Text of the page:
- A stroke can happen in childhood and adulthood
- 1 in 4 people have a stroke
- More than 80% of strokes can be prevented
- Regional Australian‘s are 17% more likely to suffer a stroke than those in Metropolitan areas
Types of strokes
- Ischemic: An ischemic stroke happens when blood flow through the artery that supplies oxygen-rich blood to the brain becomes blocked. 87% of strokes are ischemic.
- Hemorrhagic: A hemorrhagic stroke happens when an artery in the brain leaks blood or ruptures (breaks open). The leaked blood puts too much pressure on brain cells, which damages them.
- Transient ischemic attack: A TIA or a mini-stroke from which you fully recover. It is often a warning sign for a future stroke
Diagnosis of a stroke usually involves an in-depth examination of your medical history plus some testing that may include:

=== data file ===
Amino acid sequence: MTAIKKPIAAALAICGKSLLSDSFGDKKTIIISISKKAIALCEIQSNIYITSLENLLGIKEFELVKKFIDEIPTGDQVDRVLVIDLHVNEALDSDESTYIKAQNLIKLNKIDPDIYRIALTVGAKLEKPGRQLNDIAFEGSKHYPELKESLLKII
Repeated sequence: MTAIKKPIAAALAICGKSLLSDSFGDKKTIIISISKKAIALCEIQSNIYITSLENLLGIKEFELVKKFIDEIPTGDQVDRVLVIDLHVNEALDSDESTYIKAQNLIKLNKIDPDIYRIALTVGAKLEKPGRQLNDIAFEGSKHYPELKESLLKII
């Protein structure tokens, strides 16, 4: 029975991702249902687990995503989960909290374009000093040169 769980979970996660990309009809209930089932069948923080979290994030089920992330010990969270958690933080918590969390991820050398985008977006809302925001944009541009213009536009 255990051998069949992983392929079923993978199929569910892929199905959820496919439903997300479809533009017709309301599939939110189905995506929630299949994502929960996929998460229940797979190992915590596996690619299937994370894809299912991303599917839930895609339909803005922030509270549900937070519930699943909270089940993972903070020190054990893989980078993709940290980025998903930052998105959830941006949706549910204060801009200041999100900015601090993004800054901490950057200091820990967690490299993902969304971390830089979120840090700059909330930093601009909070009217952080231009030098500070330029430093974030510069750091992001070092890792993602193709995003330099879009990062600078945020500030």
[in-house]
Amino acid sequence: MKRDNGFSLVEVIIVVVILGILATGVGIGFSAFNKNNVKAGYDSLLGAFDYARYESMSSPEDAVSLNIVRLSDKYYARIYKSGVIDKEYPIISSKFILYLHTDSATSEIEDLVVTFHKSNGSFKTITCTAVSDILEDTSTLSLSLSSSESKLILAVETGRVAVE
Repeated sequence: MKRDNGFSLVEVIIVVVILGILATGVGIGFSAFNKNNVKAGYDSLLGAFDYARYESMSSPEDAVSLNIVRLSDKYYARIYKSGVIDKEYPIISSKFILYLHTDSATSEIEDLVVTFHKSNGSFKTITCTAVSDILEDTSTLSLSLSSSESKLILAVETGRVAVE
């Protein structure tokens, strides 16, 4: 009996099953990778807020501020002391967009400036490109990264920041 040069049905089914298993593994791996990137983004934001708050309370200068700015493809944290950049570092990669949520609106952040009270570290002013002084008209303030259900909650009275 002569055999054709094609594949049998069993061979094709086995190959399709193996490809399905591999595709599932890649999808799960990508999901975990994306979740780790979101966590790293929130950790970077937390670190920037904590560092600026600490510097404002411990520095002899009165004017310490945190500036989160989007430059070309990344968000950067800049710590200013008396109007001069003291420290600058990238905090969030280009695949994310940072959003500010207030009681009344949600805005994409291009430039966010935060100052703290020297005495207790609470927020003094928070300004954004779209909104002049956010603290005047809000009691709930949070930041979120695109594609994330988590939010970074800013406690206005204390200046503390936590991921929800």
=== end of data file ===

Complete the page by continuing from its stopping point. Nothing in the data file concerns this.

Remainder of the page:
- Computer tomography (CT scan)
- Magnetic resonance imagining (MRI)
- Blood tests
- Echocardiogram (ECG)
- Cerebral angiogram
Stroke Risk Factors
Some stroke risk factors are high blood pressure, cigarette smoking, diabetes, high cholesterol, drinking, sedentary lifestyle, poor diet and obesity.
How can exercise help after a stroke has occurred?
- Increased Range of Motion
- Increased strength
- Improved mobility
- Improved fine motor skills
- Improved balance
- Decreased contractures
- Decreased risk of further complications
- Improved mental health
- Improved quality of life